Dr. Wendy Ulrich (2005): "How do the goosebumps and tearfulness I experience when someone speaks in a testimony meeting differ from the goosebumps and tearfulness I experience when the 4:00 parade begins at Disneyland?"

Dr. Wendy Ulrich (a licensed psychologist with over 25 years of experience):

People from many religious traditions have “spiritual” experiences–feelings, insights, premonitions, and encounters which they are left to their own conclusions to decipher. It is not unusual for people to conclude from such experiences that God is their God, that He is nearby, or that something associated with that experience is God’s will. Often in the Church we encourage people to look for such feelings and experiences as evidence of God’s hand, or of the truthfulness of the Church’s message. Yet people from many religious backgrounds can have such experiences. How do the goosebumps and tearfulness I experience when someone speaks in a testimony meeting differ from the goosebumps and tearfulness I experience when the 4:00 parade begins at Disneyland? Critics may conclude that there is no real difference, that feelings are not trustworthy or related to the spirit, and that Church members are being misled by missionaries who teach them that such experiences are the Holy Ghost testifying to them of truth. I have seen this argument used to discredit “spiritual” experiences as nothing more than subjectively produced emotions with no supernatural significance. In many cases I might agree. Because I feel certain emotions in response to a film–even a Church film–may say more about the credibility of the actors’ performance or the director’s talent than the presence of God or the historical accuracy of the message, for example.[12] —(Click here to continue)


Dallin H. Oaks (1997): "Surely, the word “burning” in this scripture signifies a feeling of comfort and serenity. That is the witness many receive. That is the way revelation works"

Dallin H. Oaks:

What does a “burning in the bosom” mean? Does it need to be a feeling of caloric heat, like the burning produced by combustion? If that is the meaning, I have never had a burning in the bosom. Surely, the word “burning” in this scripture signifies a feeling of comfort and serenity. That is the witness many receive. That is the way revelation works.[13]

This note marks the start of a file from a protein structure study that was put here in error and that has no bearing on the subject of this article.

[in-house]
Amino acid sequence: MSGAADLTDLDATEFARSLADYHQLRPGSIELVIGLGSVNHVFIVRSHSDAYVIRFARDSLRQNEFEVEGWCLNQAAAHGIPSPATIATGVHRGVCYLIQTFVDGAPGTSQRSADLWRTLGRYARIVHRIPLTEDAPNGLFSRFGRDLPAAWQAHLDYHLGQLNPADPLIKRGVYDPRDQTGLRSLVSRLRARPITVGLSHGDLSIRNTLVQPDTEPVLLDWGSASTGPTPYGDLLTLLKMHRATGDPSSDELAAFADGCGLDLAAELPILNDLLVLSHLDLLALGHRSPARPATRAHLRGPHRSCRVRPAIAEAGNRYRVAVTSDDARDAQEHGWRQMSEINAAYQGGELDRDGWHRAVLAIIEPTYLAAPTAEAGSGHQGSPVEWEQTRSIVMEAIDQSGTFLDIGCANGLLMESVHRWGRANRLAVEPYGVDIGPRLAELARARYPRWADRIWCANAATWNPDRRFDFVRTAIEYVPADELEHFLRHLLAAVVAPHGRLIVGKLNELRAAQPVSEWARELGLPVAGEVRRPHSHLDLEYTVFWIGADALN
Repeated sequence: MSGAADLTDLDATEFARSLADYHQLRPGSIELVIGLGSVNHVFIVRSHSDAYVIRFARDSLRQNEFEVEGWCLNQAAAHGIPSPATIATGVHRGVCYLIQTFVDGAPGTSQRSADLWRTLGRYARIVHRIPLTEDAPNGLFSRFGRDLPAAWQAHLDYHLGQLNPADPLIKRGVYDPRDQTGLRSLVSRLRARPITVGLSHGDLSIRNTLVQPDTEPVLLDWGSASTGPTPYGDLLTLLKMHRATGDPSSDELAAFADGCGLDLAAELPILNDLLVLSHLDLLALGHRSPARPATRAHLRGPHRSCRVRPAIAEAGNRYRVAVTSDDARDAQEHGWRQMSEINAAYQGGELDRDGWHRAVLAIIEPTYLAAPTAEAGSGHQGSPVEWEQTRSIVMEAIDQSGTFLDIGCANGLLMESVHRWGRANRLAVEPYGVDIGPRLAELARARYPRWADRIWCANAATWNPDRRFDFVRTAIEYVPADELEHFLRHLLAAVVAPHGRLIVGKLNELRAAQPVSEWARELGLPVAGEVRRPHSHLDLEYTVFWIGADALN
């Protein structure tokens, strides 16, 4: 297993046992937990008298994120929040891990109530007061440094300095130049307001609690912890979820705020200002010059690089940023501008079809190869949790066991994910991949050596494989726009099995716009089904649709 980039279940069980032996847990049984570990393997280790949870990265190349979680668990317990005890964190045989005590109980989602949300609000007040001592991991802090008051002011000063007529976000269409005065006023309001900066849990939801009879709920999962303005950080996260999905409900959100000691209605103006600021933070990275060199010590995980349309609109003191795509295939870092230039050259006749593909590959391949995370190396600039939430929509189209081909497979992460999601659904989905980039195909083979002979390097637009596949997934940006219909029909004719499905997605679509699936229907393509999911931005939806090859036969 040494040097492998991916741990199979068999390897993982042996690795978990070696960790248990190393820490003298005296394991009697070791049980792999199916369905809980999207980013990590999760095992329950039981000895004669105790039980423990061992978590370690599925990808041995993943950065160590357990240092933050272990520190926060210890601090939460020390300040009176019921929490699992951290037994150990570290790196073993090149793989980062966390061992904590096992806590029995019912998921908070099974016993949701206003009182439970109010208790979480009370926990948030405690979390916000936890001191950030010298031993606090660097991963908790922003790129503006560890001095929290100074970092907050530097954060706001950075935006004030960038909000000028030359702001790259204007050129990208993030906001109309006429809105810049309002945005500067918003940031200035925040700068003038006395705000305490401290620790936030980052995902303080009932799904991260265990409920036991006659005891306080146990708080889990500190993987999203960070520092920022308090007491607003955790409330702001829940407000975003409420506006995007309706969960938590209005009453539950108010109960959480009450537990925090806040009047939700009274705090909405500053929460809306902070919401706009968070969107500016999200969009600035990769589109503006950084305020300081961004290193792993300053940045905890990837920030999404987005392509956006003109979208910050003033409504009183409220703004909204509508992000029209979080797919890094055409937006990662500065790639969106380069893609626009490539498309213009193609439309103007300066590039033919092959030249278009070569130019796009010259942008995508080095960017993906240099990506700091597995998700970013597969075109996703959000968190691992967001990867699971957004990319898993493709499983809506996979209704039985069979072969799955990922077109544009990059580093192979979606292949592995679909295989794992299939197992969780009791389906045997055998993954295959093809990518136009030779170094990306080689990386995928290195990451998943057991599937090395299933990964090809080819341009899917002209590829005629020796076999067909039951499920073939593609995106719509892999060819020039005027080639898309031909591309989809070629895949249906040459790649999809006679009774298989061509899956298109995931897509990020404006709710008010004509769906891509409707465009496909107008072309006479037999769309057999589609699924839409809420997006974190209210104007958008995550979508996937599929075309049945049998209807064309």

Question: Why do critics of Mormonism who belong to other religions discount spiritual experiences?

Sectarian Critics and the Biblical Roots of Burning Feelings

Sectarian critics also belittle appeals to spiritual experiences, comparing them to "warm fuzzies," or merely something "felt by simply watching a Hollywood movie." However, it is strange that sectarian critics fault appeals to a "burning in the bosom" within the LDS community when the roots of the idiom are found in the Bible itself.

Following Jesus' resurrection, He walked with two disciples on the road to Emmaus. They did not recognize Jesus, but listened to Him as "he expounded unto them in all the scriptures the things concerning himself" (Luke 24:27).

After breaking bread with them, Jesus was revealed to the disciples, and vanished from their sight.

Interestingly, they did not say to each other, "We should have known it was Jesus because of his scriptural teaching." Rather, their explanations went beyond their intellectual faculties. They said:

Did not our heart burn within us, while he talked with us by the way, and while he opened to us the scriptures?(Luke 24:32)

Likewise, a reference to a "burning" in the heart can be found in Psalms 39:3:

My heart was hot within me, while I was musing the fire burned: then spake I with my tongue. Psalms 39:3

The Lord's counsel to Oliver Cowdery makes perfect sense in this context:

But, behold, I say unto you, that you must study it out in your mind; then you must ask me if it be right, and if it is right I will cause that your bosom shall burn within you; therefore, you shall feel that it is right. D&C 9:8

It seems unlikely that sectarian critics who generally work to uphold the Bible to the best of their understandings would dismiss Jesus' disciples' witness because it was described in words with an LDS ring to them such as “burn” and “heart.” Surely sectarians wouldn’t argue the disciples in Luke 24 must have been emotionally manipulated or that they were experiencing some kind of social effervescence simply because they referred to their feelings when speaking to each other about being in the presence of a holy being. The disciples in Luke 24 were not new to the gospel. They knew what it felt like to experience Christ and they recognized the feeling even when they weren’t expecting it. Human nature remains the same in contemporary times and it stands to reason that even now people experienced in spiritual witnesses can know the difference between spiritual sensations and the emotional rush of a Hollywood film.

Ultimately, as the Bible instructs us, we trust in the Lord to reveal the truth: